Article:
The Swing

Nearly noon as I step into the river, fully in shadow. The sun doesn’t get a lot of time on the water in December, at least not on this pool. I wade slowly upstream, thinking and watching as I go, trying to decide just where I will begin.

I don’t expect a great deal of activity in faster water, so I situate myself in more moderate flow, where depth and cover lie before the thread of the current. Seems like a place a good trout might lie, I tell myself, if he feels the stirrings of hunger.

There is enough depth here that my unweighted fly fails to tick the rocks as it swings, and I decide I need a bit of weight there. Clipping it off I paw through the box and ponder. A one-off streamer catches my eye, flashy with trailing strands of copper and UV highlights and a foxtail wing. The small copper cone at its head should be just enough to help the mini tip line swing it in the taking zone.

I sometimes will tie one-off flies from a burst of inspiration. Such was the genesis of the Copper Fox.

I take a few steps back upstream before I cast again, to be certain my swing covers the area at the lower depths. The seventy-year-old bamboo flexes and the fly falls short. I must change my casting rhythm for the weighted fly, allow the old rod to load a split second longer, then slow my delivery slightly. The adjustment sends the fly further and drops it on the surface just beyond the traces of the bubble line marking the river’s thread. There is enough weight now for the fly to dance among the rocks of the bottom, not enough to hang up, just enough to keep it ticking over their tops.

Fishing slowly, I work the water with the timeless rhythm passed down through generations of anglers: cast, swing, then two steps down. I smile as I feel the fly bouncing along down there, in my mind’s eye I can see the copper tendrils moving and flashing in concert with the pulsing of the soft fur wing; alive and vulnerable. The solitude of a winter afternoon envelops me.

The strike comes suddenly and forcefully, not the soft tap of a near dormant trout, but the wallop of a substantial fish that’s intent upon his meal. I allow the loop of slack between my hand and the reel to absorb the shock, and then slowly and smoothly raise the rod into a heavy bow. Head shakes and short surges bring welcome warmth to my fingers as I grip the cork harder and set the nickel silver knob of the reel seat against my vest. He’s not giving up so easily.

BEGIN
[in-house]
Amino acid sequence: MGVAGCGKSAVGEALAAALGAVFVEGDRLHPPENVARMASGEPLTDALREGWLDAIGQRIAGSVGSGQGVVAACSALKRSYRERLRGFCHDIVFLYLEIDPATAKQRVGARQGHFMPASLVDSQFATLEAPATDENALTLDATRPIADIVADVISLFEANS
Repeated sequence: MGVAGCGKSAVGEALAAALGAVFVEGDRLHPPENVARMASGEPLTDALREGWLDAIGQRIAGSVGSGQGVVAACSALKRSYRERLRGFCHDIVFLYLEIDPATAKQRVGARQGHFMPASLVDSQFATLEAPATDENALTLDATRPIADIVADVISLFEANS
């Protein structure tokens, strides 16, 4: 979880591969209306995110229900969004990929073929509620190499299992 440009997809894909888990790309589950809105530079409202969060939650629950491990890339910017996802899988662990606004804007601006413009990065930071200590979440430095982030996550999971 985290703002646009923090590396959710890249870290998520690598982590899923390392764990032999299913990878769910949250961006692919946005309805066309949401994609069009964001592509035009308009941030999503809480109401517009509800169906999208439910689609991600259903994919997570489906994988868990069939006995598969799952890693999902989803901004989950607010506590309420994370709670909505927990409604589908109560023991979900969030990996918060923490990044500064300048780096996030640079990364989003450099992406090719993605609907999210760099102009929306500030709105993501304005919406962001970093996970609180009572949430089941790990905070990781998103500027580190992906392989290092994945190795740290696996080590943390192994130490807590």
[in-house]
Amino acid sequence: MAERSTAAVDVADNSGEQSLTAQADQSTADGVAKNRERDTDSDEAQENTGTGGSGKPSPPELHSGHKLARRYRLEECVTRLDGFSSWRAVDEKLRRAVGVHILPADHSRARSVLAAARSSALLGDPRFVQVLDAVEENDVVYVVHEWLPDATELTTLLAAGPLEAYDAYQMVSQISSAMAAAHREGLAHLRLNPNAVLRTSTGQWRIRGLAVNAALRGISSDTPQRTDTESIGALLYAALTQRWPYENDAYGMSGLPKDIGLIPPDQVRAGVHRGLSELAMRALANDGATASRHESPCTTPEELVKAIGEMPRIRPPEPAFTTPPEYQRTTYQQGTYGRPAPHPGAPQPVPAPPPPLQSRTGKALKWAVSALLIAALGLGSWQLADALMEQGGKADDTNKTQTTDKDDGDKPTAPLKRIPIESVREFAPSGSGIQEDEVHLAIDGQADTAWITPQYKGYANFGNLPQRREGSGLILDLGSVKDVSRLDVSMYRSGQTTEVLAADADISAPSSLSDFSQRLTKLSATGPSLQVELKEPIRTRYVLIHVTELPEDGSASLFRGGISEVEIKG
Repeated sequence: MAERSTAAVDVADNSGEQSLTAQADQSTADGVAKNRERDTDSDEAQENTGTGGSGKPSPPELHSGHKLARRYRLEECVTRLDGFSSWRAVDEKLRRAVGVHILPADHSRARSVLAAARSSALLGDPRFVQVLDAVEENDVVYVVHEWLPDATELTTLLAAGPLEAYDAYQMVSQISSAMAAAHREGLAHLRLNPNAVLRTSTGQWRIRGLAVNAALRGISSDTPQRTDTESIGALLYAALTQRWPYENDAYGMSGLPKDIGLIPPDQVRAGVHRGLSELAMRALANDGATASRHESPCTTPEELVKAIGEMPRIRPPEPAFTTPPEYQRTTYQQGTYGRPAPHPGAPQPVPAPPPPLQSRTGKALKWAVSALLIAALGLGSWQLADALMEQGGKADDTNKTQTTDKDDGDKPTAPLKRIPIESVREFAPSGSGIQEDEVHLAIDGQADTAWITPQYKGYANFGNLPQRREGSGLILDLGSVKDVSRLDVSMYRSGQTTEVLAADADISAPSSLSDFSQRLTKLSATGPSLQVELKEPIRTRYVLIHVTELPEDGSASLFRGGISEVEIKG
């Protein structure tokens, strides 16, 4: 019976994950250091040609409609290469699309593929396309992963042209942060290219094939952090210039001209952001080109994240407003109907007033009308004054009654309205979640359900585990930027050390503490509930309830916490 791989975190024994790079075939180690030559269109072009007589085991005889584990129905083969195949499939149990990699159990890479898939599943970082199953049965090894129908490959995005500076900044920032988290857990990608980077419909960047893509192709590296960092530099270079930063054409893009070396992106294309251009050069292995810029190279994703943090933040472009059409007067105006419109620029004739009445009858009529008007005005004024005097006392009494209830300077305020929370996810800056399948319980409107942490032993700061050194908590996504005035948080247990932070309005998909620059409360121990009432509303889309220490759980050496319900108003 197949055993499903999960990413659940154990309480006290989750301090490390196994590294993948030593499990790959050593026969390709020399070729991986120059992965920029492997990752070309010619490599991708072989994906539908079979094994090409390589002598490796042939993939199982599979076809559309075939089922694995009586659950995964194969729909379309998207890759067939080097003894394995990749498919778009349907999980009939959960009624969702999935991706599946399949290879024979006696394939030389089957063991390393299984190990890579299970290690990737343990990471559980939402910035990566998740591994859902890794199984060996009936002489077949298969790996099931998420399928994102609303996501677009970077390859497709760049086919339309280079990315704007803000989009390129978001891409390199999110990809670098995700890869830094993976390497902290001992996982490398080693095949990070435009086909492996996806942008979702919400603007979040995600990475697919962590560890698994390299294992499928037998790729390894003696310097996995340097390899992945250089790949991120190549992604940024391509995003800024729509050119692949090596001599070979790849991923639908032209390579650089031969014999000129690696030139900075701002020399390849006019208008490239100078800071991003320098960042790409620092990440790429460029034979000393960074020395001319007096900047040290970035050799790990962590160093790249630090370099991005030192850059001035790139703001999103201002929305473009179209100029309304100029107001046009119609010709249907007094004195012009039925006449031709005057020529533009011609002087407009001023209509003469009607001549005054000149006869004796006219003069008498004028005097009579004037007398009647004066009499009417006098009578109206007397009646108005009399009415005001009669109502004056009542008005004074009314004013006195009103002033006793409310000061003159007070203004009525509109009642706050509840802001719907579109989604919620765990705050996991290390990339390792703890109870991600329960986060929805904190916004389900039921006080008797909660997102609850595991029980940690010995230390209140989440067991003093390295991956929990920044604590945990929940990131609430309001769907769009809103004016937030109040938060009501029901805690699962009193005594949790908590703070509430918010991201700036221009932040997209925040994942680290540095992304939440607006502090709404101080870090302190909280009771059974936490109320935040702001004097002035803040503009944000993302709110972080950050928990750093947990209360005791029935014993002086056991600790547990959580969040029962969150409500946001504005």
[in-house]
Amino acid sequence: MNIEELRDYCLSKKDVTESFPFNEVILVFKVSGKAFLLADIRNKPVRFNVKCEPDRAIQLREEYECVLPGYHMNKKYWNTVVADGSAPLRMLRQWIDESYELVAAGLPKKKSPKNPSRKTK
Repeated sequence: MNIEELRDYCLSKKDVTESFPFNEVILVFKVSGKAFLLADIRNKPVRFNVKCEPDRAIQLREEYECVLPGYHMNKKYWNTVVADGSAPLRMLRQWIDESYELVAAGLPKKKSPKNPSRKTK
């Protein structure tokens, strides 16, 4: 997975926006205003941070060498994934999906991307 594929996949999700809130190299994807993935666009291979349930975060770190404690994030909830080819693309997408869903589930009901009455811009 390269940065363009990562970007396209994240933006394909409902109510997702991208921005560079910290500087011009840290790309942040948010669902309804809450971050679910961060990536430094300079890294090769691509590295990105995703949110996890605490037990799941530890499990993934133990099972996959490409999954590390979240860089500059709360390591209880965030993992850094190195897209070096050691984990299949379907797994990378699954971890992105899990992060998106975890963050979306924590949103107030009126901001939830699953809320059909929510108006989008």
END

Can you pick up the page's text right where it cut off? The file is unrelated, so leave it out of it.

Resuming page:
The arc of vintage cane triumphs in the end and I slide the net beneath him, backing toward the sunlit bank with the net low in the water. I slip the fly from the corner of his mouth easily and submerge the net fully as I grab my camera for a quick shot. Nice brownie! Winter trout are special for me. As I release him, he scoots back to the shade and deep water as I smile and whisper my gratitude.

The swing is perfect for a cold, quiet river, and it makes me think about steelhead. Fishing the Great Lakes tributaries demands mostly a nymphing presentation. It can be quite productive when fresh fish are in, but I miss the charm and tradition of the swung fly. My best steelhead intercepted my swing though. The fly swung deep along the bottom of the pool, yes, ticking the rocks! I felt the take, then two or three head shakes, and raised the rod in that slow, smooth arc.

That Michigan buck was tremendous, twenty-one pounds, the only strike between Mike and I on that frigid February day.

My wild, double red band MIchigan buck. (Matt Supinski photo).

I think about that fish sometimes, as my little streamer swings and ticks the rocks on a Catskill trout river. I wonder just what might be down there. Regional history has recorded a number of brown trout of 8, 9, even 10 pounds or more taken from these rivers. Tackle breakers. As much as I love to dream about one of those sipping my dry fly, such a fish is probably much more likely to take a meaty looking swung fly bouncing along the bottom of a winter river. The thought helps me ignore the cold in my legs and feet, at least for a while.

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